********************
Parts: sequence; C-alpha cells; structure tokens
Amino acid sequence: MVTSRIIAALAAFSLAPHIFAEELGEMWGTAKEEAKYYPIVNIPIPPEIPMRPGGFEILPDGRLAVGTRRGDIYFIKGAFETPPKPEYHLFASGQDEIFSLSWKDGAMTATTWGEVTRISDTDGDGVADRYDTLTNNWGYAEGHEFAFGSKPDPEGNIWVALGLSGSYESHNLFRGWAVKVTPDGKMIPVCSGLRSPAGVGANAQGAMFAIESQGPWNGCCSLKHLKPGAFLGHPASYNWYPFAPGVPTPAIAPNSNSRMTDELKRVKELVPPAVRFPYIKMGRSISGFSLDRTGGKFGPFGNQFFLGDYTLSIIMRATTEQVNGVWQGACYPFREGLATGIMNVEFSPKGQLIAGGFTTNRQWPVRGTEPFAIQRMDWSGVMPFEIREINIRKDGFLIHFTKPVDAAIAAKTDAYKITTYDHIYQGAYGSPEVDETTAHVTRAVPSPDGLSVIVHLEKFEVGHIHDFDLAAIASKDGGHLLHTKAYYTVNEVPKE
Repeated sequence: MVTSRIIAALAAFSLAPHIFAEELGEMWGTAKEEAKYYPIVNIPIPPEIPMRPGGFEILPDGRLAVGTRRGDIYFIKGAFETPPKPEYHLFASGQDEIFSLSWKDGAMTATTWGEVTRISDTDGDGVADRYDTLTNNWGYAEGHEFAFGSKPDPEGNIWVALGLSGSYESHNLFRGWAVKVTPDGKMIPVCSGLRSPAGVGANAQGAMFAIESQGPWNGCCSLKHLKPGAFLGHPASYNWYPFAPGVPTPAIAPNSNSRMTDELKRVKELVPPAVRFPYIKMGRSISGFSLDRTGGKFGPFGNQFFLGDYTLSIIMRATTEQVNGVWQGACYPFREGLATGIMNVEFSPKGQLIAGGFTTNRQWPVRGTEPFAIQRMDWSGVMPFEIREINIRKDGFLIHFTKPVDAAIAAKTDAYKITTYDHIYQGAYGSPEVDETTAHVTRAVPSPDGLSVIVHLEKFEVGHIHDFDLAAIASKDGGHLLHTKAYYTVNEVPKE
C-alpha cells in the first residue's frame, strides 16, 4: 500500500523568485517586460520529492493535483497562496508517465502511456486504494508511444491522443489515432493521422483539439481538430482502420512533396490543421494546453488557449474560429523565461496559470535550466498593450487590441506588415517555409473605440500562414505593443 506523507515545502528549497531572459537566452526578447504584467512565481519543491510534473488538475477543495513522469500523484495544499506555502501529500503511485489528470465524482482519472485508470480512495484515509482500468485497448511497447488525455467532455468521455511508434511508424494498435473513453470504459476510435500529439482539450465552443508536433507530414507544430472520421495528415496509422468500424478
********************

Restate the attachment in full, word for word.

Parts: sequence; C-alpha cells; structure tokens
Amino acid sequence: MVTSRIIAALAAFSLAPHIFAEELGEMWGTAKEEAKYYPIVNIPIPPEIPMRPGGFEILPDGRLAVGTRRGDIYFIKGAFETPPKPEYHLFASGQDEIFSLSWKDGAMTATTWGEVTRISDTDGDGVADRYDTLTNNWGYAEGHEFAFGSKPDPEGNIWVALGLSGSYESHNLFRGWAVKVTPDGKMIPVCSGLRSPAGVGANAQGAMFAIESQGPWNGCCSLKHLKPGAFLGHPASYNWYPFAPGVPTPAIAPNSNSRMTDELKRVKELVPPAVRFPYIKMGRSISGFSLDRTGGKFGPFGNQFFLGDYTLSIIMRATTEQVNGVWQGACYPFREGLATGIMNVEFSPKGQLIAGGFTTNRQWPVRGTEPFAIQRMDWSGVMPFEIREINIRKDGFLIHFTKPVDAAIAAKTDAYKITTYDHIYQGAYGSPEVDETTAHVTRAVPSPDGLSVIVHLEKFEVGHIHDFDLAAIASKDGGHLLHTKAYYTVNEVPKE
Repeated sequence: MVTSRIIAALAAFSLAPHIFAEELGEMWGTAKEEAKYYPIVNIPIPPEIPMRPGGFEILPDGRLAVGTRRGDIYFIKGAFETPPKPEYHLFASGQDEIFSLSWKDGAMTATTWGEVTRISDTDGDGVADRYDTLTNNWGYAEGHEFAFGSKPDPEGNIWVALGLSGSYESHNLFRGWAVKVTPDGKMIPVCSGLRSPAGVGANAQGAMFAIESQGPWNGCCSLKHLKPGAFLGHPASYNWYPFAPGVPTPAIAPNSNSRMTDELKRVKELVPPAVRFPYIKMGRSISGFSLDRTGGKFGPFGNQFFLGDYTLSIIMRATTEQVNGVWQGACYPFREGLATGIMNVEFSPKGQLIAGGFTTNRQWPVRGTEPFAIQRMDWSGVMPFEIREINIRKDGFLIHFTKPVDAAIAAKTDAYKITTYDHIYQGAYGSPEVDETTAHVTRAVPSPDGLSVIVHLEKFEVGHIHDFDLAAIASKDGGHLLHTKAYYTVNEVPKE
C-alpha cells in the first residue's frame, strides 16, 4: 500500500523568485517586460520529492493535483497562496508517465502511456486504494508511444491522443489515432493521422483539439481538430482502420512533396490543421494546453488557449474560429523565461496559470535550466498593450487590441506588415517555409473605440500562414505593443 506523507515545502528549497531572459537566452526578447504584467512565481519543491510534473488538475477543495513522469500523484495544499506555502501529500503511485489528470465524482482519472485508470480512495484515509482500468485497448511497447488525455467532455468521455511508434511508424494498435473513453470504459476510435500529439482539450465552443508536433507530414507544430472520421495528415496509422468500424478